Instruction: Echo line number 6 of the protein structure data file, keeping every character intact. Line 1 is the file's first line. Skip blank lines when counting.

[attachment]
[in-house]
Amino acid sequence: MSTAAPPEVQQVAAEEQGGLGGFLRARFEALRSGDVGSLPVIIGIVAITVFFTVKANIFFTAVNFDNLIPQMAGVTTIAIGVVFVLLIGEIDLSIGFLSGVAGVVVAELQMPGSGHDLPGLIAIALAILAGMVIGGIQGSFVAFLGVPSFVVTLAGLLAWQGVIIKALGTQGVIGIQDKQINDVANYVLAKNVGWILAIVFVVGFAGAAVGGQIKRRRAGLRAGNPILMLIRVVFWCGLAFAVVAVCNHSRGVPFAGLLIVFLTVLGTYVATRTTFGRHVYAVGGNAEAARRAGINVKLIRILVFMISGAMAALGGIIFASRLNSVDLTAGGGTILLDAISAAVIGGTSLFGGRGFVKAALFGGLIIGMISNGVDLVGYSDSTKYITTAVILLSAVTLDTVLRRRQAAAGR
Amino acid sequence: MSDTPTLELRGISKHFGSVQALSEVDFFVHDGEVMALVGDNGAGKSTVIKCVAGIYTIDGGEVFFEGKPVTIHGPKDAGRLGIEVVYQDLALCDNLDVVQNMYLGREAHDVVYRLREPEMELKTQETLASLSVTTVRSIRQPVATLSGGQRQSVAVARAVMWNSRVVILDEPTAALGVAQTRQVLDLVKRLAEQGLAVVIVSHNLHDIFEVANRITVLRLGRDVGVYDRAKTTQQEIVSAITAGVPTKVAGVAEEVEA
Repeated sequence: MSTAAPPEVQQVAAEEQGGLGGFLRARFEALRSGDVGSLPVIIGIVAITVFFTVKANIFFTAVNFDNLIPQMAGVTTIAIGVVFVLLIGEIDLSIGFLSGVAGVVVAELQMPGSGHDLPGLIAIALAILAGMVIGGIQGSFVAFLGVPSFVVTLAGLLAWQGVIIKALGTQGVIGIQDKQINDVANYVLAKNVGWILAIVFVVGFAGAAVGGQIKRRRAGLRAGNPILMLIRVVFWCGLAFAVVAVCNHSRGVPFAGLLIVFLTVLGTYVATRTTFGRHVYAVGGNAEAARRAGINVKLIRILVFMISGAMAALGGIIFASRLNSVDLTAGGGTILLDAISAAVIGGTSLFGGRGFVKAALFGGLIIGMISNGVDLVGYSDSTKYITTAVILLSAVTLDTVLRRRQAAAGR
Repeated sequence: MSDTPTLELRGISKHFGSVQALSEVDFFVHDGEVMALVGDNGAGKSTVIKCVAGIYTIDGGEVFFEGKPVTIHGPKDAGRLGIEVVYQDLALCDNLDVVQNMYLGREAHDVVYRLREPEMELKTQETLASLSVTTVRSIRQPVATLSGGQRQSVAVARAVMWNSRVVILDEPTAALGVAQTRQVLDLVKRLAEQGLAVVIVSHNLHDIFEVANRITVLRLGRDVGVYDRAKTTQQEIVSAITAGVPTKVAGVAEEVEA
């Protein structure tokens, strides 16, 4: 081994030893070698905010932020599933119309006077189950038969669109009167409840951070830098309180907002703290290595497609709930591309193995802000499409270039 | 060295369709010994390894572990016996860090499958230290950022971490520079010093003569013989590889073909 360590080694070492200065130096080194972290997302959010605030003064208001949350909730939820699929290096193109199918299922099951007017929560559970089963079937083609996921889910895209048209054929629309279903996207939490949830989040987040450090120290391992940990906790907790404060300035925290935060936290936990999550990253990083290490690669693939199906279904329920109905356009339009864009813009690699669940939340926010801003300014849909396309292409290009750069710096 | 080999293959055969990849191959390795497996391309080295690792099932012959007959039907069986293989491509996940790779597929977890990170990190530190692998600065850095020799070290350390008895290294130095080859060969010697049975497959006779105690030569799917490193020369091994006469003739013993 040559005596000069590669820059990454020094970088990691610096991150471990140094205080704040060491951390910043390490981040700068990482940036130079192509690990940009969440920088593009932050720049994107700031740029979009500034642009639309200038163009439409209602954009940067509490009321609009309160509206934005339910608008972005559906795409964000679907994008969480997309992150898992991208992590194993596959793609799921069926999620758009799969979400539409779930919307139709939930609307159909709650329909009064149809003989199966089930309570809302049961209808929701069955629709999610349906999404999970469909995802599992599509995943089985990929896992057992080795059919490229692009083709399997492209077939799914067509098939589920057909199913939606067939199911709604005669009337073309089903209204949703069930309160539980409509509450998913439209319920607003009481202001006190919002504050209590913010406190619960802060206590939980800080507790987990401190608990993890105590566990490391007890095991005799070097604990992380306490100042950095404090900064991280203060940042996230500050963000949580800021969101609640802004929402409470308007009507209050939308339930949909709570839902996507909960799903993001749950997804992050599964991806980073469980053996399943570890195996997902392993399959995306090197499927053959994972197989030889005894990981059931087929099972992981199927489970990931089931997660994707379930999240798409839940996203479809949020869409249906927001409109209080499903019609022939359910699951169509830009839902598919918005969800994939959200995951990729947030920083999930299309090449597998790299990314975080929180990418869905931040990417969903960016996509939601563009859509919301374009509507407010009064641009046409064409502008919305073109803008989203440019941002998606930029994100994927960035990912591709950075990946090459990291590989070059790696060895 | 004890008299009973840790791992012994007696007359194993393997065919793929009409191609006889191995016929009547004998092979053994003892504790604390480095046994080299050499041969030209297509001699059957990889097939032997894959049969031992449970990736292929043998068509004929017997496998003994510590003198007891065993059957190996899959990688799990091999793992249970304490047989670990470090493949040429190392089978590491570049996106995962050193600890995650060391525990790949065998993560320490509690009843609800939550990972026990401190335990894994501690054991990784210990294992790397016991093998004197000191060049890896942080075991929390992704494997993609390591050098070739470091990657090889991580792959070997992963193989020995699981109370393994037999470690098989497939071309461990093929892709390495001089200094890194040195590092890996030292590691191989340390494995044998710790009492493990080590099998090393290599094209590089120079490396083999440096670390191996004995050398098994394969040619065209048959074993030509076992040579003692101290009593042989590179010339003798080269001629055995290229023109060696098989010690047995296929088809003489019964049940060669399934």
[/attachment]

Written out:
């Protein structure tokens, strides 16, 4: 081994030893070698905010932020599933119309006077189950038969669109009167409840951070830098309180907002703290290595497609709930591309193995802000499409270039 | 060295369709010994390894572990016996860090499958230290950022971490520079010093003569013989590889073909 360590080694070492200065130096080194972290997302959010605030003064208001949350909730939820699929290096193109199918299922099951007017929560559970089963079937083609996921889910895209048209054929629309279903996207939490949830989040987040450090120290391992940990906790907790404060300035925290935060936290936990999550990253990083290490690669693939199906279904329920109905356009339009864009813009690699669940939340926010801003300014849909396309292409290009750069710096 | 080999293959055969990849191959390795497996391309080295690792099932012959007959039907069986293989491509996940790779597929977890990170990190530190692998600065850095020799070290350390008895290294130095080859060969010697049975497959006779105690030569799917490193020369091994006469003739013993 040559005596000069590669820059990454020094970088990691610096991150471990140094205080704040060491951390910043390490981040700068990482940036130079192509690990940009969440920088593009932050720049994107700031740029979009500034642009639309200038163009439409209602954009940067509490009321609009309160509206934005339910608008972005559906795409964000679907994008969480997309992150898992991208992590194993596959793609799921069926999620758009799969979400539409779930919307139709939930609307159909709650329909009064149809003989199966089930309570809302049961209808929701069955629709999610349906999404999970469909995802599992599509995943089985990929896992057992080795059919490229692009083709399997492209077939799914067509098939589920057909199913939606067939199911709604005669009337073309089903209204949703069930309160539980409509509450998913439209319920607003009481202001006190919002504050209590913010406190619960802060206590939980800080507790987990401190608990993890105590566990490391007890095991005799070097604990992380306490100042950095404090900064991280203060940042996230500050963000949580800021969101609640802004929402409470308007009507209050939308339930949909709570839902996507909960799903993001749950997804992050599964991806980073469980053996399943570890195996997902392993399959995306090197499927053959994972197989030889005894990981059931087929099972992981199927489970990931089931997660994707379930999240798409839940996203479809949020869409249906927001409109209080499903019609022939359910699951169509830009839902598919918005969800994939959200995951990729947030920083999930299309090449597998790299990314975080929180990418869905931040990417969903960016996509939601563009859509919301374009509507407010009064641009046409064409502008919305073109803008989203440019941002998606930029994100994927960035990912591709950075990946090459990291590989070059790696060895 | 004890008299009973840790791992012994007696007359194993393997065919793929009409191609006889191995016929009547004998092979053994003892504790604390480095046994080299050499041969030209297509001699059957990889097939032997894959049969031992449970990736292929043998068509004929017997496998003994510590003198007891065993059957190996899959990688799990091999793992249970304490047989670990470090493949040429190392089978590491570049996106995962050193600890995650060391525990790949065998993560320490509690009843609800939550990972026990401190335990894994501690054991990784210990294992790397016991093998004197000191060049890896942080075991929390992704494997993609390591050098070739470091990657090889991580792959070997992963193989020995699981109370393994037999470690098989497939071309461990093929892709390495001089200094890194040195590092890996030292590691191989340390494995044998710790009492493990080590099998090393290599094209590089120079490396083999440096670390191996004995050398098994394969040619065209048959074993030509076992040579003692101290009593042989590179010339003798080269001629055995290229023109060696098989010690047995296929088809003489019964049940060669399934």